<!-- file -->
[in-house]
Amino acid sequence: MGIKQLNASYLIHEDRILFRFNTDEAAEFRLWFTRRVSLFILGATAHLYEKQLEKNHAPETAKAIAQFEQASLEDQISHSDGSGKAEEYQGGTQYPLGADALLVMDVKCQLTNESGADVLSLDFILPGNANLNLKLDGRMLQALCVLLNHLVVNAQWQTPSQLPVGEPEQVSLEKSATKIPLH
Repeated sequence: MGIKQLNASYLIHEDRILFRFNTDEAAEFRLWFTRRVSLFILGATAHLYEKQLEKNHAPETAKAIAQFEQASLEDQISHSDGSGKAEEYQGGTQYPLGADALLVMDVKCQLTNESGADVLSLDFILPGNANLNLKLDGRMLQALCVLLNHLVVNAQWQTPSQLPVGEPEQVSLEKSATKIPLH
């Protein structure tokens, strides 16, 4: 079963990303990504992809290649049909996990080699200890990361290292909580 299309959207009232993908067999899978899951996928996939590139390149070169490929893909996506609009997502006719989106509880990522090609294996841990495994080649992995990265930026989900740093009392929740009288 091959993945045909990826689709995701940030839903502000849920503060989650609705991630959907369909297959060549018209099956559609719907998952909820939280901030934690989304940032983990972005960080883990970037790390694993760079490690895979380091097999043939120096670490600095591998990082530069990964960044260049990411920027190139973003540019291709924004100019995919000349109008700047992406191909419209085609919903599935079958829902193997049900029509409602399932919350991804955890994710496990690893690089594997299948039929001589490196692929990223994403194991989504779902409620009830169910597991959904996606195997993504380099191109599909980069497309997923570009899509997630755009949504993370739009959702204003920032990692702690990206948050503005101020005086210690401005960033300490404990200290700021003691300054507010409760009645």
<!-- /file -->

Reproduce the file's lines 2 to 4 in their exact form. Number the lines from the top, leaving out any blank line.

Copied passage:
Amino acid sequence: MGIKQLNASYLIHEDRILFRFNTDEAAEFRLWFTRRVSLFILGATAHLYEKQLEKNHAPETAKAIAQFEQASLEDQISHSDGSGKAEEYQGGTQYPLGADALLVMDVKCQLTNESGADVLSLDFILPGNANLNLKLDGRMLQALCVLLNHLVVNAQWQTPSQLPVGEPEQVSLEKSATKIPLH
Repeated sequence: MGIKQLNASYLIHEDRILFRFNTDEAAEFRLWFTRRVSLFILGATAHLYEKQLEKNHAPETAKAIAQFEQASLEDQISHSDGSGKAEEYQGGTQYPLGADALLVMDVKCQLTNESGADVLSLDFILPGNANLNLKLDGRMLQALCVLLNHLVVNAQWQTPSQLPVGEPEQVSLEKSATKIPLH
């Protein structure tokens, strides 16, 4: 079963990303990504992809290649049909996990080699200890990361290292909580 299309959207009232993908067999899978899951996928996939590139390149070169490929893909996506609009997502006719989106509880990522090609294996841990495994080649992995990265930026989900740093009392929740009288 091959993945045909990826689709995701940030839903502000849920503060989650609705991630959907369909297959060549018209099956559609719907998952909820939280901030934690989304940032983990972005960080883990970037790390694993760079490690895979380091097999043939120096670490600095591998990082530069990964960044260049990411920027190139973003540019291709924004100019995919000349109008700047992406191909419209085609919903599935079958829902193997049900029509409602399932919350991804955890994710496990690893690089594997299948039929001589490196692929990223994403194991989504779902409620009830169910597991959904996606195997993504380099191109599909980069497309997923570009899509997630755009949504993370739009959702204003920032990692702690990206948050503005101020005086210690401005960033300490404990200290700021003691300054507010409760009645």